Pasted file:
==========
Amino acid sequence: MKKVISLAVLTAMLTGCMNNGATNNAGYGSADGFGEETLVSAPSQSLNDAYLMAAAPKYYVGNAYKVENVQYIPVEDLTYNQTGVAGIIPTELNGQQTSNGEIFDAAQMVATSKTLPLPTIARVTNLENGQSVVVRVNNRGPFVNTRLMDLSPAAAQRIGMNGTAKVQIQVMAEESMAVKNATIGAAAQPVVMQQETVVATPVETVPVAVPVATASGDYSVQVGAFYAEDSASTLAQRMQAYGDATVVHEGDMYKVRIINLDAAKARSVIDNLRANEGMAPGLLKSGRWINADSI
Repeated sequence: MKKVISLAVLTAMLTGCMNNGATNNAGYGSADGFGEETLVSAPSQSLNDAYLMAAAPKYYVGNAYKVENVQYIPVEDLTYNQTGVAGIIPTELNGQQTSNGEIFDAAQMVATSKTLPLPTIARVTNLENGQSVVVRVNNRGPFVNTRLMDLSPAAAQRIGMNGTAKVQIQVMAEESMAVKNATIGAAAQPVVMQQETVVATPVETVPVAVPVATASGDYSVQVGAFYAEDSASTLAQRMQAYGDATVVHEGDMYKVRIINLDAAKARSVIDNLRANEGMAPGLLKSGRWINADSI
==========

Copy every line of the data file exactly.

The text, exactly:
Amino acid sequence: MKKVISLAVLTAMLTGCMNNGATNNAGYGSADGFGEETLVSAPSQSLNDAYLMAAAPKYYVGNAYKVENVQYIPVEDLTYNQTGVAGIIPTELNGQQTSNGEIFDAAQMVATSKTLPLPTIARVTNLENGQSVVVRVNNRGPFVNTRLMDLSPAAAQRIGMNGTAKVQIQVMAEESMAVKNATIGAAAQPVVMQQETVVATPVETVPVAVPVATASGDYSVQVGAFYAEDSASTLAQRMQAYGDATVVHEGDMYKVRIINLDAAKARSVIDNLRANEGMAPGLLKSGRWINADSI
Repeated sequence: MKKVISLAVLTAMLTGCMNNGATNNAGYGSADGFGEETLVSAPSQSLNDAYLMAAAPKYYVGNAYKVENVQYIPVEDLTYNQTGVAGIIPTELNGQQTSNGEIFDAAQMVATSKTLPLPTIARVTNLENGQSVVVRVNNRGPFVNTRLMDLSPAAAQRIGMNGTAKVQIQVMAEESMAVKNATIGAAAQPVVMQQETVVATPVETVPVAVPVATASGDYSVQVGAFYAEDSASTLAQRMQAYGDATVVHEGDMYKVRIINLDAAKARSVIDNLRANEGMAPGLLKSGRWINADSI